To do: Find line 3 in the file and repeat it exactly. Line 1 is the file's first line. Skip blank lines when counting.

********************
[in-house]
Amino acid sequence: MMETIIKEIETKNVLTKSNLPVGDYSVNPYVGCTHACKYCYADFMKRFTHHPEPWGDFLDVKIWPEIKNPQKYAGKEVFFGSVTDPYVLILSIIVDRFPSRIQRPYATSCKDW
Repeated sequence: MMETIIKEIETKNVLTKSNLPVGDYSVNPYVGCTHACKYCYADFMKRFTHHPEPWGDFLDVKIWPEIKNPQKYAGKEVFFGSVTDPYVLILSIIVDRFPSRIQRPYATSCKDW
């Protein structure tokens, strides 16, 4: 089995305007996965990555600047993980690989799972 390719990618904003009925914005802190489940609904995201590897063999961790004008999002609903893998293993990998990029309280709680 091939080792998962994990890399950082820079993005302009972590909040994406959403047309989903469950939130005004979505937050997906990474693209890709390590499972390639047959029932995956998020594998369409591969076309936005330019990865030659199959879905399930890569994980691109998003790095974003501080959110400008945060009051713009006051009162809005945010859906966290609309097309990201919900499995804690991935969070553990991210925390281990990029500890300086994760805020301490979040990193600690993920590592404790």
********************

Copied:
Repeated sequence: MMETIIKEIETKNVLTKSNLPVGDYSVNPYVGCTHACKYCYADFMKRFTHHPEPWGDFLDVKIWPEIKNPQKYAGKEVFFGSVTDPYVLILSIIVDRFPSRIQRPYATSCKDW